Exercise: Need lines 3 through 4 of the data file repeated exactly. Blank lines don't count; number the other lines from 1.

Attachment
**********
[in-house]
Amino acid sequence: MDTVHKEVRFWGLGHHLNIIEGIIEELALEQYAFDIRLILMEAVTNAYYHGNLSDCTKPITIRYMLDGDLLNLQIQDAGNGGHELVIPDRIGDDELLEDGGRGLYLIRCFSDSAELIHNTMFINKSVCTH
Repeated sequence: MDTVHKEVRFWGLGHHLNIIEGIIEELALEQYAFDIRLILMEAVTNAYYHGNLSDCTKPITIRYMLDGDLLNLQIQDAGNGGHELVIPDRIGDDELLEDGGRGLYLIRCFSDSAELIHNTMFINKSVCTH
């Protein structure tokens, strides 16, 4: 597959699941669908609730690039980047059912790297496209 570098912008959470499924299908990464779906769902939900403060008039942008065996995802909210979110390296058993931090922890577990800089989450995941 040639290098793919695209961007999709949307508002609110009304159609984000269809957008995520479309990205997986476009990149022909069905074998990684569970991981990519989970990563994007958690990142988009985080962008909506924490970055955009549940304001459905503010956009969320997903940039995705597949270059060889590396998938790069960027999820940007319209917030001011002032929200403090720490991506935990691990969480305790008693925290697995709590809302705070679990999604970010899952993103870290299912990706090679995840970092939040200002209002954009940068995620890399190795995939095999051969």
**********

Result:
Repeated sequence: MDTVHKEVRFWGLGHHLNIIEGIIEELALEQYAFDIRLILMEAVTNAYYHGNLSDCTKPITIRYMLDGDLLNLQIQDAGNGGHELVIPDRIGDDELLEDGGRGLYLIRCFSDSAELIHNTMFINKSVCTH
């Protein structure tokens, strides 16, 4: 597959699941669908609730690039980047059912790297496209 570098912008959470499924299908990464779906769902939900403060008039942008065996995802909210979110390296058993931090922890577990800089989450995941 040639290098793919695209961007999709949307508002609110009304159609984000269809957008995520479309990205997986476009990149022909069905074998990684569970991981990519989970990563994007958690990142988009985080962008909506924490970055955009549940304001459905503010956009969320997903940039995705597949270059060889590396998938790069960027999820940007319209917030001011002032929200403090720490991506935990691990969480305790008693925290697995709590809302705070679990999604970010899952993103870290299912990706090679995840970092939040200002209002954009940068995620890399190795995939095999051969």